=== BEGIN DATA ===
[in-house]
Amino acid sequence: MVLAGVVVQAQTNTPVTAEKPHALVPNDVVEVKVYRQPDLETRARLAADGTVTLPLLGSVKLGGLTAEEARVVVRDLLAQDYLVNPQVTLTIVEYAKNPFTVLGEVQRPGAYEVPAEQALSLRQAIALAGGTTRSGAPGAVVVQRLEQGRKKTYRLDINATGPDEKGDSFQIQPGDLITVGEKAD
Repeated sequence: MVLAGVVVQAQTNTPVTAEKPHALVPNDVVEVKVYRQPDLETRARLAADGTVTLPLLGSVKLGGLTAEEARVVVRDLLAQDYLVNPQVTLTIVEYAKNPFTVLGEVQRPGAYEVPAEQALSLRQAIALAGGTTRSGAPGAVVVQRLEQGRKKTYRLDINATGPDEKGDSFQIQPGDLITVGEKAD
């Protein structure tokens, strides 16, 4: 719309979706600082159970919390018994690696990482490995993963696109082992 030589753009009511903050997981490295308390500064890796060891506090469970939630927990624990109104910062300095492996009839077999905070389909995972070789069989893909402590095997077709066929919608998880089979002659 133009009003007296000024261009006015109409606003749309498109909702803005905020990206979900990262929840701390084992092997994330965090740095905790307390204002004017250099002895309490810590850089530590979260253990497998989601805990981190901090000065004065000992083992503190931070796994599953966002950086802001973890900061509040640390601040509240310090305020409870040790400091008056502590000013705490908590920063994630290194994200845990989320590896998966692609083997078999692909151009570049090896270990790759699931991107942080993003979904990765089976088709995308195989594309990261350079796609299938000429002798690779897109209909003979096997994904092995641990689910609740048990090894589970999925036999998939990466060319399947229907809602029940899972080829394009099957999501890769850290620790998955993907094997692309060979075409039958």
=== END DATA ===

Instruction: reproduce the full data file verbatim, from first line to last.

[in-house]
Amino acid sequence: MVLAGVVVQAQTNTPVTAEKPHALVPNDVVEVKVYRQPDLETRARLAADGTVTLPLLGSVKLGGLTAEEARVVVRDLLAQDYLVNPQVTLTIVEYAKNPFTVLGEVQRPGAYEVPAEQALSLRQAIALAGGTTRSGAPGAVVVQRLEQGRKKTYRLDINATGPDEKGDSFQIQPGDLITVGEKAD
Repeated sequence: MVLAGVVVQAQTNTPVTAEKPHALVPNDVVEVKVYRQPDLETRARLAADGTVTLPLLGSVKLGGLTAEEARVVVRDLLAQDYLVNPQVTLTIVEYAKNPFTVLGEVQRPGAYEVPAEQALSLRQAIALAGGTTRSGAPGAVVVQRLEQGRKKTYRLDINATGPDEKGDSFQIQPGDLITVGEKAD
């Protein structure tokens, strides 16, 4: 719309979706600082159970919390018994690696990482490995993963696109082992 030589753009009511903050997981490295308390500064890796060891506090469970939630927990624990109104910062300095492996009839077999905070389909995972070789069989893909402590095997077709066929919608998880089979002659 133009009003007296000024261009006015109409606003749309498109909702803005905020990206979900990262929840701390084992092997994330965090740095905790307390204002004017250099002895309490810590850089530590979260253990497998989601805990981190901090000065004065000992083992503190931070796994599953966002950086802001973890900061509040640390601040509240310090305020409870040790400091008056502590000013705490908590920063994630290194994200845990989320590896998966692609083997078999692909151009570049090896270990790759699931991107942080993003979904990765089976088709995308195989594309990261350079796609299938000429002798690779897109209909003979096997994904092995641990689910609740048990090894589970999925036999998939990466060319399947229907809602029940899972080829394009099957999501890769850290620790998955993907094997692309060979075409039958």